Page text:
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Direct to Consumer Advertising and Prescription Choice

dc.contributor.authorIizuka, Toshiaki
dc.contributor.authorJin, Ginger Zhe
dc.identifier.citationDirect to Consumer Advertising and Prescription Choice (June 2006) with Toshiaki Iizuka at Aoyama Gakvin University. Accepted at Journal of Industrial Economics, Notes and Comments.en
dc.description.abstractThis paper examines the effect of direct-to-consumer advertising (DTCA) on doctor choice of prescription drugs. Using antihistamines as an example, we show that DTCA has a small and insignificant effect on the choice of brand despite the massive DTCA ex- penditure incurred in this class. In contrast, direct-to-physician advertising (i.e., detailing and medical journal advertising) has a larger and long-lasting effect on prescription choice. These results, together with the market expanding results shown in Iizuka and Jin (2005), support the view that DTCA is effective in increasing the number of outpatient visits per therapeutic class but has little impact on the choice of prescription once the patient arrives at the physician office. As a result, DTCA may be viewed as a public good for all drugs in the same class.en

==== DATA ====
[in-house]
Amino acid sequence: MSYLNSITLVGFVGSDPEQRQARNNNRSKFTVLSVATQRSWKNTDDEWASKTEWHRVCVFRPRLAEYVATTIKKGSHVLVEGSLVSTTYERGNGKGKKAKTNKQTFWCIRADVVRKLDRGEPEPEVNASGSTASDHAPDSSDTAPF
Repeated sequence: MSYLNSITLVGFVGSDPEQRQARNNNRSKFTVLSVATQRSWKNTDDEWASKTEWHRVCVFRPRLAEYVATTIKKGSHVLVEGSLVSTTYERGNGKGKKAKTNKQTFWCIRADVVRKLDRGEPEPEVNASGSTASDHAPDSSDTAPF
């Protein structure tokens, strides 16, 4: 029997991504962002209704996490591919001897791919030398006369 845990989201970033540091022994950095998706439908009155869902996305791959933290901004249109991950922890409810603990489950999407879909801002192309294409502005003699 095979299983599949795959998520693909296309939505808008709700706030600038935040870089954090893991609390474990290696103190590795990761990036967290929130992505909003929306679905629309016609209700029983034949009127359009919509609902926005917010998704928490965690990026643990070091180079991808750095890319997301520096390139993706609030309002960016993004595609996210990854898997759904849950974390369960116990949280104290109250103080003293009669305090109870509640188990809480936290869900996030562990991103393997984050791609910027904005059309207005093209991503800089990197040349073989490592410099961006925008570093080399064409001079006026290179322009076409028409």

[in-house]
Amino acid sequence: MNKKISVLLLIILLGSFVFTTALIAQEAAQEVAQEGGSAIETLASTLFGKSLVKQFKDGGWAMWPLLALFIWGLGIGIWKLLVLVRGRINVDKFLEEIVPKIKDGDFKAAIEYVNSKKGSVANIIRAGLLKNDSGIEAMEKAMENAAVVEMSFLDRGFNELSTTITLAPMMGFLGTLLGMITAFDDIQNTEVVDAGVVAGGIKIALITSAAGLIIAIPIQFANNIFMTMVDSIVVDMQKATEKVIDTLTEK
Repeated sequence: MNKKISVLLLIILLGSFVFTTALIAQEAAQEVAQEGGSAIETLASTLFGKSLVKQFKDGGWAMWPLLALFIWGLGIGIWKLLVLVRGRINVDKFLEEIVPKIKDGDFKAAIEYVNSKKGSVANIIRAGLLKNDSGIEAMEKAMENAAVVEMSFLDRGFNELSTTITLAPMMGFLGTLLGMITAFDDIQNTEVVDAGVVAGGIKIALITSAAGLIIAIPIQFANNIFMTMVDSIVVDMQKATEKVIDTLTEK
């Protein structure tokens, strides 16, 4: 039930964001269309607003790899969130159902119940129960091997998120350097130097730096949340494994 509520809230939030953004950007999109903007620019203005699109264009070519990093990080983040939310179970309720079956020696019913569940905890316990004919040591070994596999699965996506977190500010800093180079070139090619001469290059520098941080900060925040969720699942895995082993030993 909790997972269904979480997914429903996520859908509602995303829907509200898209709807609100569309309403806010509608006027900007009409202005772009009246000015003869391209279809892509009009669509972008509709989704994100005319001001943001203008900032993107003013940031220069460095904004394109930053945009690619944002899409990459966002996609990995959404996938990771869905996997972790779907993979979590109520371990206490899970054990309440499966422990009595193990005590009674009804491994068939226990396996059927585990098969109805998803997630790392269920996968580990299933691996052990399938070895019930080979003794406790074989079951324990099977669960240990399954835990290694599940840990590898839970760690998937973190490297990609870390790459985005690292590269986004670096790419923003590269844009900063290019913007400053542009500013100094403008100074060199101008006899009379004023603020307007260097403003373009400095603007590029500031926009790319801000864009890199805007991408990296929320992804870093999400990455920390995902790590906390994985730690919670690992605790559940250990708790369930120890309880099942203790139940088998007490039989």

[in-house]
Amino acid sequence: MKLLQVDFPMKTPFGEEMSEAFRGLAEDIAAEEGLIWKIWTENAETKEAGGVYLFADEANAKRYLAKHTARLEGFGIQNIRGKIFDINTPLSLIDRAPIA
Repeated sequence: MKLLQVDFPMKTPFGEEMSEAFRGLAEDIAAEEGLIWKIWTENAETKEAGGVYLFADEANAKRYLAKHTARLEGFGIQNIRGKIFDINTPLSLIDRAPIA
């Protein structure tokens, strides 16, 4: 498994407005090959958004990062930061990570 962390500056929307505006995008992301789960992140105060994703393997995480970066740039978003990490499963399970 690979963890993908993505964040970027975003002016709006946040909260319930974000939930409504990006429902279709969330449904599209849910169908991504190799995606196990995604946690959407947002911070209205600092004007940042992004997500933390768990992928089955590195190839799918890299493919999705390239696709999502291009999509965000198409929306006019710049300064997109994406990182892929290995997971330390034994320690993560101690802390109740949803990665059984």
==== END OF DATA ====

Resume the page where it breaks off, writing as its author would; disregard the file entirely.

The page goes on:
dc.format.extent218888 bytes
dc.publisherBlackwell Publishingen
dc.subjectDirect to Consumer Advertisingen
dc.subjectPrescription Choiceen
dc.titleDirect to Consumer Advertising and Prescription Choiceen
dc.relation.isAvailableAtDigital Repository at the University of Marylanden_us
dc.relation.isAvailableAtEconomics Departmenten_us
dc.relation.isAvailableAtCollege of Behavioral and Social Sciencesen_us
dc.relation.isAvailableAtUniversity of Maryland (College Park, Md.)en_us
dc.rights.licenseCopyright Blackwell Publishing, Ltd. The definitive version is available at

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